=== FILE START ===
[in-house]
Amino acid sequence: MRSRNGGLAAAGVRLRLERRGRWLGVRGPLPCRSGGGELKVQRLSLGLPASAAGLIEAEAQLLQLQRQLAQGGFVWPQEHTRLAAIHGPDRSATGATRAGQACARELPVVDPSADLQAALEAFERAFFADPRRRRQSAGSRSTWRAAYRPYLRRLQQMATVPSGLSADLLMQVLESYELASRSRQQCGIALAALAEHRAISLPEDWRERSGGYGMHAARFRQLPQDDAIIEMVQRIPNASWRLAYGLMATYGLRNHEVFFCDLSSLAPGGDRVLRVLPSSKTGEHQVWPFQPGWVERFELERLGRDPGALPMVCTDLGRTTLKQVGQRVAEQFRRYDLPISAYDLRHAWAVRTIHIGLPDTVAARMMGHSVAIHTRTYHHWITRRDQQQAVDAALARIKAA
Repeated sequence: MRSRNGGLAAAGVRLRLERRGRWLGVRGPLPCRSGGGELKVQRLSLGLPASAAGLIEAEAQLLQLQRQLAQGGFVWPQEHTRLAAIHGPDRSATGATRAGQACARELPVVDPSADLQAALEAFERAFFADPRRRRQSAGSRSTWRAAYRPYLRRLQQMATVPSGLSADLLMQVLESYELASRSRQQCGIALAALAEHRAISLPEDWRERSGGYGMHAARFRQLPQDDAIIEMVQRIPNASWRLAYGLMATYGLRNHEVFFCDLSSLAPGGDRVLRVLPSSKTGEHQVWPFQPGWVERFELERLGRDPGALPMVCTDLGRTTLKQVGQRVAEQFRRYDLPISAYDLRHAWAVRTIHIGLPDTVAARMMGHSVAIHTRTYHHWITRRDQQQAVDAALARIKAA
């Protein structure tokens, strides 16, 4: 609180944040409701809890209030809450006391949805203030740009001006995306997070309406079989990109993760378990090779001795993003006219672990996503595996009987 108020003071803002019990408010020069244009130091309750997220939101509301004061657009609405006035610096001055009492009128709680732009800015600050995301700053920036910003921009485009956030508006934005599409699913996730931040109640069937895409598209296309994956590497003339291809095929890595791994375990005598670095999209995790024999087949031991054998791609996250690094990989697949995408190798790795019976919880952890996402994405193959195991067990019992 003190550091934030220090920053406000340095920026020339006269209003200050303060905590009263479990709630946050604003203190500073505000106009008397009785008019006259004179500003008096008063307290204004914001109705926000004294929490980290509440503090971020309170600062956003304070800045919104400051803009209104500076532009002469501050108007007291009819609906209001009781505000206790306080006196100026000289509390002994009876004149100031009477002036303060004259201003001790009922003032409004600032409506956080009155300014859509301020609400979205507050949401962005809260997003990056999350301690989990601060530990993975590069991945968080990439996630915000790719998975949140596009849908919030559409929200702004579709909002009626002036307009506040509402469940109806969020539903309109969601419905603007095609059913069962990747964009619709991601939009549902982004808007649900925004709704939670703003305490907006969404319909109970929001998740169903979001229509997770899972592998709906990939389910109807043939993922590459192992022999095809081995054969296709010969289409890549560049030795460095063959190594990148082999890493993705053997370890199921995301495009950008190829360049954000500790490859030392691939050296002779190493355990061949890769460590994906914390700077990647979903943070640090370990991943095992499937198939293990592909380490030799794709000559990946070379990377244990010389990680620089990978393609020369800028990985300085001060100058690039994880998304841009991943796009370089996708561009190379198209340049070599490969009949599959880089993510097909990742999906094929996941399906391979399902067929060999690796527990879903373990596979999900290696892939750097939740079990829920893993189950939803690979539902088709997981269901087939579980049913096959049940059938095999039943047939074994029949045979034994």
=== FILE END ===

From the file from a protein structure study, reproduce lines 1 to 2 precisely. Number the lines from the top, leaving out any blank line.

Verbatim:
[in-house]
Amino acid sequence: MRSRNGGLAAAGVRLRLERRGRWLGVRGPLPCRSGGGELKVQRLSLGLPASAAGLIEAEAQLLQLQRQLAQGGFVWPQEHTRLAAIHGPDRSATGATRAGQACARELPVVDPSADLQAALEAFERAFFADPRRRRQSAGSRSTWRAAYRPYLRRLQQMATVPSGLSADLLMQVLESYELASRSRQQCGIALAALAEHRAISLPEDWRERSGGYGMHAARFRQLPQDDAIIEMVQRIPNASWRLAYGLMATYGLRNHEVFFCDLSSLAPGGDRVLRVLPSSKTGEHQVWPFQPGWVERFELERLGRDPGALPMVCTDLGRTTLKQVGQRVAEQFRRYDLPISAYDLRHAWAVRTIHIGLPDTVAARMMGHSVAIHTRTYHHWITRRDQQQAVDAALARIKAA